Czech Christmas MassAnother custom is to attend Midnight Mass on Christmas Eve, and also to listen to the Czech Christmas Mass composed by Jakub Jan Ryba. This religious musical composition tells the story of the birth of Jesus of Nazareth and the arrival of shepherds in Bethlehem. Its setting in the Bohemian countryside makes it very popular among Czech people.
You may wish to attend the Midnight Mass which is traditionally celebrated at the St. Vitus Cathedral at Prague Castle, or listen to the Czech Christmas Mass in the Mirror Chapel in the monumental premises of Prague’s Klementinum, which is also the seat of the National Library.
The Prague LoretaAfter many years of restoration works, The Prague Loreta has again been opened to the public. This unique complex of baroque buildings on the Loreta Square near Prague Castle is known for its carillon, the Chapel of the Virgin Mary, the Capuchin Monastery and the traditional Advent concerts.
Of course we must not forget what is perhaps the most important of Czech Christmas traditions – decorating the Christmas tree. We should therefore mention Czech open-air museums, such as the one in Rožnov pod Radhoštěm where you may watch how hand-made decorations are crafted. A presentation of Czech folk customs, including the baking of traditional Christmas sweet bread, can be enjoyed in the open air museum in Zubrnice.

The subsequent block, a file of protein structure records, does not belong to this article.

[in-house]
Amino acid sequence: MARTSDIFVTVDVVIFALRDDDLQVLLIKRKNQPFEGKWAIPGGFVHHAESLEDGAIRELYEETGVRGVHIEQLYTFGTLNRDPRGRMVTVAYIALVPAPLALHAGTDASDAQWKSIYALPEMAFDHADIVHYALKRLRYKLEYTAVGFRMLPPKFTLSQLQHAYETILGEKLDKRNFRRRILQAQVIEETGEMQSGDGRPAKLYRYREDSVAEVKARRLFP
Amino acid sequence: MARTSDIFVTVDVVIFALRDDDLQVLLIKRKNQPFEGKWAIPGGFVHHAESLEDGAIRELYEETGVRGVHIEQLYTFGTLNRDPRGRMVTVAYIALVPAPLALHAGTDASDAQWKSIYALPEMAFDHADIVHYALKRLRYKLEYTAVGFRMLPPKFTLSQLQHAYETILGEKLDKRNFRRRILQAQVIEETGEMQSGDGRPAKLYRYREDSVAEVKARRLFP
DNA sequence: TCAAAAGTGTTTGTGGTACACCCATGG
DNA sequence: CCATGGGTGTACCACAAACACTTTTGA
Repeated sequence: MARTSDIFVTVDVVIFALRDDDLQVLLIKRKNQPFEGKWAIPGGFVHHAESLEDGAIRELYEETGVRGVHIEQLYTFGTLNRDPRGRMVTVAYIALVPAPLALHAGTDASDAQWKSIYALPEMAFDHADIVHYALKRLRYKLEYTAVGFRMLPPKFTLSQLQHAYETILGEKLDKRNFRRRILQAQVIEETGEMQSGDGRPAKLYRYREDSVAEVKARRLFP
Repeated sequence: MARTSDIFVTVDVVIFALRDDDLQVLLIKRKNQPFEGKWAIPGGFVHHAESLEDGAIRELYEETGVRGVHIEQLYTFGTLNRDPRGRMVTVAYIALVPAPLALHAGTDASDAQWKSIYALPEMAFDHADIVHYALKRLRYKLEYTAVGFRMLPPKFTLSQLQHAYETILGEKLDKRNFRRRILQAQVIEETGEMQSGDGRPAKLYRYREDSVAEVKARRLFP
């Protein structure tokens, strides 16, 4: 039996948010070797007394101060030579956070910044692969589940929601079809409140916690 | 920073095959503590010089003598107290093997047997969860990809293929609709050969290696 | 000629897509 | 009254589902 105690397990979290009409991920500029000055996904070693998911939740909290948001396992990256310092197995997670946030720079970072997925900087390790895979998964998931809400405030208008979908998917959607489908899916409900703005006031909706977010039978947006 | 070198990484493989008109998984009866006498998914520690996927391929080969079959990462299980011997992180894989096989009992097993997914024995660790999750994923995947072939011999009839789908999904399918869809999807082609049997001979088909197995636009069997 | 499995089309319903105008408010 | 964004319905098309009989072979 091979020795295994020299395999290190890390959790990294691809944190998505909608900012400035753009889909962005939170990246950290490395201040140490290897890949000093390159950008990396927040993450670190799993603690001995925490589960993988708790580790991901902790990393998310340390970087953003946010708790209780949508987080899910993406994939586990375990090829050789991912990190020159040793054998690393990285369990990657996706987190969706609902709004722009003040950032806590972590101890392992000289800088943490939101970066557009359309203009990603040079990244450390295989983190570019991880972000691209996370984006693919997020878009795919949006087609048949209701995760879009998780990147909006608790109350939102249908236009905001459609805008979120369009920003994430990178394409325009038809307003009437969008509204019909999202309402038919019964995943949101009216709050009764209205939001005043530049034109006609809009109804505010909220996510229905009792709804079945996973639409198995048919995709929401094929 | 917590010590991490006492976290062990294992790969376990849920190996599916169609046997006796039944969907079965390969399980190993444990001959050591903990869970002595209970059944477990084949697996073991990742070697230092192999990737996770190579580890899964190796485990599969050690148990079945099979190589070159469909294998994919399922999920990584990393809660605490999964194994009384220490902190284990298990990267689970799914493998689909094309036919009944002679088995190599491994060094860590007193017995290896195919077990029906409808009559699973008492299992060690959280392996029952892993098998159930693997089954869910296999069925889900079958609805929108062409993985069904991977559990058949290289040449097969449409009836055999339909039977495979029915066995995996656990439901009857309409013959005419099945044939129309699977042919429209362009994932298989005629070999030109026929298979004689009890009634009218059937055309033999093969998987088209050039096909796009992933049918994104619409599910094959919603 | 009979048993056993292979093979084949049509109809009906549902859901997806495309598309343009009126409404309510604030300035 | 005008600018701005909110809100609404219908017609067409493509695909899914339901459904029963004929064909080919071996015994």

Shoe-throwing and the golden pigLike everyone else, Czech people have always looked for ways how to foretell the future and Christmas has always been the perfect time for fortune-telling. According to one popular superstition, girls are supposed to throw a shoe at Christmas. If the tip points towards the door, the girl will be married within a year. When the shoe points in the opposite direction, the girl will remain single for at least another year. Also, all women should get a kiss under the mistletoe to have love guaranteed throughout the next year. But be careful, like love, the mistletoe cannot be bought; it must be given to you.
Other traditions are supposed to have the answer to questions about our health. Don’t worry, there is no need to go to the doctor, all you have to do is cut an apple in half. When the seeds inside form a five-pointed star, everyone sitting at the table will remain healthy. But if there are less than five seeds, someone will fall ill. According to another custom, you should stick a candle in a half of a nutshell and place it on water (you can use the basin). If your “boat” sails away from the edge, it means you can expect to do some travelling in the next year.
Yet another Czech Christmas tradition is fairly peculiar and not very pleasant – it tells us to fast all day on December 24. If you succeed, you will, so they say, see a golden pig, which supposedly is a good sign. Unfortunately, with delicious Christmas treats everywhere, this task is almost impossible to accomplish.